A recap of API threat statistics and unique threat patterns observed by the Cequence CQ Prime Threat Research Team.
Summary of Key Findings
- Unusual uptick in traffic from China spiking at a 200% increase
- User-experience business logic was abused to commit fraudulent purchases on stolen cards
- Pop in traffic from a holding company for scraping and hosting services
API Security Trends Observed
Between late February and early April 2022, the Cequence API Security Platform mitigated 108 million ATO attempts, using behavioral fingerprints and blocking millions of malicious IP addresses and organizations. During that same timeframe, the Cequence CQ Prime Threat Research Team observed an unusual uptick in traffic from China across the board, bucking the common bot tactic of blending in with normal traffic. In early March, the team tracked a sophisticated recon effort as a threat actor abused e-commerce user-experience business logic to attempt to commit fraudulent purchases on stolen credit cards through automated account creation. Finally, the team observed a notable pop in traffic from an organization Emeigh Investments LLC which appears to be the holding company for a set of scraping & hosting services.
Uptick in Traffic from China
To ensure their bot achieves its end goal, threat actors will typically make every effort to hide their bot traffic within legitimate end user requests. This means following the same buying process a user follows, funneling traffic through local, residential proxies, and so on. The Cequence CQ Prime Threat Research Team observed a steady uptick in traffic from China beginning in February and spiking at a 200% increase in early March. This pattern deviates from the hide in plain sight approach that bots typically follow, given the target customers were in the US and EMEA and did not transact much business with customers in China.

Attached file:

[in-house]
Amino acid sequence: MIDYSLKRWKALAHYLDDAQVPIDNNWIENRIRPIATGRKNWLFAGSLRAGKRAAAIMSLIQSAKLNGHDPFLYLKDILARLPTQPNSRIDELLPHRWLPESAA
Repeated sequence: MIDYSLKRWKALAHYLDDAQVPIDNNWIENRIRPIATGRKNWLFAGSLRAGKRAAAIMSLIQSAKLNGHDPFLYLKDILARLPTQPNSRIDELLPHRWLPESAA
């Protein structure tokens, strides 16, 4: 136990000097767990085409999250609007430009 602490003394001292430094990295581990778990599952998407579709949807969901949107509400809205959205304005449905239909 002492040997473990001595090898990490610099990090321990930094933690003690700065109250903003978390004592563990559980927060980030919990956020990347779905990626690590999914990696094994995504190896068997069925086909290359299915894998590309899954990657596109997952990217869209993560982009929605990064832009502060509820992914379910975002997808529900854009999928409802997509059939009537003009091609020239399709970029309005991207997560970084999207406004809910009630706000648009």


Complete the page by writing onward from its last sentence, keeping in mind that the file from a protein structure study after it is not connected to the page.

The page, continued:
Image 1: Uptick in malicious traffic from China as a percentage of overall.
While the overall volume of traffic from China is small, the uptick shown in image 1 is worth noting as it was observed across multiple customers in the US and EMEA.
- Account takeover was the most common attack type observed within the traffic from China with roughly 600K ATO attempts emanating from China detected and blocked while protecting 265K unique user accounts, resulting in a customer savings of $1.46M, based on the Juniper Research report that states ATOs cost an average of $290 per account.
- One of the patterns observed saw the threat actor rotate across multiple login API endpoints on 15 minute intervals with traffic bursts of up to 80% of the normal traffic volume of a given API. At least 10 different Behavioral Fingerprints were triggered, representing signs of automation such as the same userID on many different IP addresses, further confirming that this was an automated.
- Attack traffic was distributed across 400K IPs from 168 organizations with most common being China Telecom, 189.cn, China Telecom Jiangx, CHINATELECOM Xinjiang Wulumuqi MAN network and Chunghwa Telecom.